25 Dec 1902 St Paul, Sculcoates, Yorkshire – Margaret Skelton, single, residence 10 Fountain Rd, father William Skelton, mechanic, marr Henry Wray, widower, tobacconist, of 10 Fountain Rd, father William Wray Farmer.
Looks like they may have married illegally as it was not then legal to marry your dead wife’s sister, they were a few years early for the legislation….In the 1911 Census we find Henry and Margaret living in Malton, and he is a Clerk, Sugar Merchant. Two of his and Mary’s boys (Reg and Stan) are with them, so that confirms it!
Back to the parents – William and Mary…
By 1871 William was still the miller in Wath, and had the two oldest boys John 2 and George aged 1 living with them.
In the 1870s the cheap import of grains from America and a series of poor harvests disrupted the cereal markets and expensive roller machines on an industrial scale began to take over from millstones.
Rural mills found it difficult to compete, especially now with the railways bring their competitors products to their local markets. By the end of the 1800s every small cereal mill in the Yorkshire Dales had closed.
This may have had a devastating affect on the Skelton family, who were trying to keep the Wath Mill going, and keep themselves fed and cared for.
By 1881 the family were still living in Hovingham, but it had grown considerably, and it seems William had left the mill, and had become an agricultural labourer. He now had children John, George, Jane, Margaret, Susanna and Edith at home – all attending school.
Looking at the children’s places of birth we can ascertain that the family moved from Wath, Hovingham to South Bank, Eston between 1881 and 1884, probably to find work in a larger place.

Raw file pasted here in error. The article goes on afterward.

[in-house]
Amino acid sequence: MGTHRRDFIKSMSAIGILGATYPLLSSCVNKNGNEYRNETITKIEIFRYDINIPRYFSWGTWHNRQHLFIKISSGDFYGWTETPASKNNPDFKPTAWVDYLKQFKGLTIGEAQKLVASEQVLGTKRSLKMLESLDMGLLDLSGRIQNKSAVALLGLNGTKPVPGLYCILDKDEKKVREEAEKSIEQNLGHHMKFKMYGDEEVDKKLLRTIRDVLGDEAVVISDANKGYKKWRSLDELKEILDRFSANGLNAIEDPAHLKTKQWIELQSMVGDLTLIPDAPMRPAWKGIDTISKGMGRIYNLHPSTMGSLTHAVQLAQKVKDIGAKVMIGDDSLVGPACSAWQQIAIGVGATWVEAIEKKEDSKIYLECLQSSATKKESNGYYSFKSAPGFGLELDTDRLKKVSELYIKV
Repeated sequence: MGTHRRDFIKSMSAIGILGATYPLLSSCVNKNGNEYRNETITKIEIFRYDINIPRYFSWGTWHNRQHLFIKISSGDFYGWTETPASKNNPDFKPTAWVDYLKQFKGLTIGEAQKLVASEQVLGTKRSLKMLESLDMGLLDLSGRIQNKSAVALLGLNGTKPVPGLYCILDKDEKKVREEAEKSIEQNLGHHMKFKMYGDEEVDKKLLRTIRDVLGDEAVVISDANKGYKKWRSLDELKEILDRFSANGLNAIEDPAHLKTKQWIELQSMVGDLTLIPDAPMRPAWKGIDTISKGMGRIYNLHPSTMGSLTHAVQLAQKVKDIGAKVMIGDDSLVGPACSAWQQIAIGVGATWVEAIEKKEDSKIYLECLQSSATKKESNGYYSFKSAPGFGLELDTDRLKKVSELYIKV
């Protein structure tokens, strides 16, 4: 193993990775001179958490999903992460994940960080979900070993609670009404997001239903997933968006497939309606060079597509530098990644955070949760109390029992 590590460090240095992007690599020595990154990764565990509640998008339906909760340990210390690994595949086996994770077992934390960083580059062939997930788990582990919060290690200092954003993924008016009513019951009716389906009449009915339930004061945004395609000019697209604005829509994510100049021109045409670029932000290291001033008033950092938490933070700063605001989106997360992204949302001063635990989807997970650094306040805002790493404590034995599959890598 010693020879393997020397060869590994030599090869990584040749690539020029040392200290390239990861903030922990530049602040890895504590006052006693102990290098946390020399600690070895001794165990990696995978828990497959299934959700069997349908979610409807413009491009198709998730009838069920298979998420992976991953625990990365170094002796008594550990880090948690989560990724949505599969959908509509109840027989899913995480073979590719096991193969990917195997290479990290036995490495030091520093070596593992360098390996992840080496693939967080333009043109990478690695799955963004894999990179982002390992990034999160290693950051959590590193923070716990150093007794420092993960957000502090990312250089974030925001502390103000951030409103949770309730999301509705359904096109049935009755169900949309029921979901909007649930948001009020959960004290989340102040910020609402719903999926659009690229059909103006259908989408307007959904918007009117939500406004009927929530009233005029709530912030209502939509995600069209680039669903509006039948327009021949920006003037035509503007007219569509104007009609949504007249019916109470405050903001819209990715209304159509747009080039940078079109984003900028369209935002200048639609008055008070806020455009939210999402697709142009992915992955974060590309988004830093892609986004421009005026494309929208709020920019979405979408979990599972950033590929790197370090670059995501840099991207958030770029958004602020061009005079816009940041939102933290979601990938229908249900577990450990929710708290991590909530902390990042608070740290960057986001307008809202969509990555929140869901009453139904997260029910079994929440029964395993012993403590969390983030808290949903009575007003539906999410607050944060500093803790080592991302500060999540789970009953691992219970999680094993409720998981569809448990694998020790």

In the 1891 census the family are living at 60 Napier Street in Normanby, an outer suburb of Middlesbrough and William is working as a general labourer, and his sons are working in the steelworks.
The Normanby steel and iron works were tucked into the space immediately north of the railway with the river on the northern side. It is on the bend of the river below Port Clarence and immediately after the deep water wharf. To the right, further down river, is Cargo Fleet Light and Smiths Docks.
Ten years later in 1901 62 year old William has joined his sons working at the steelworks and his daughters are out working as well to help the large family keep afloat. Margaret is a general domestic servant, and Susannah is a shirt seamstress working from home on her own account.
In 1911 William is aged 73 and is still a labourer at the steelworks with his single, 43 year old son John. The only other child still at home is 22 year old daughter Hilda. The family are still living in their four roomed house at 60 Napier Street in South Bank.
William had worked hard all his life, and finally succumbed at the age of 82 in May 1918. He was buried in Eston on 5 May 1918.
His wife Mary Ann died the following year in September 1919 aged 74 and is also buried at Eston Cemetery, Middlesbrough, Yorkshire.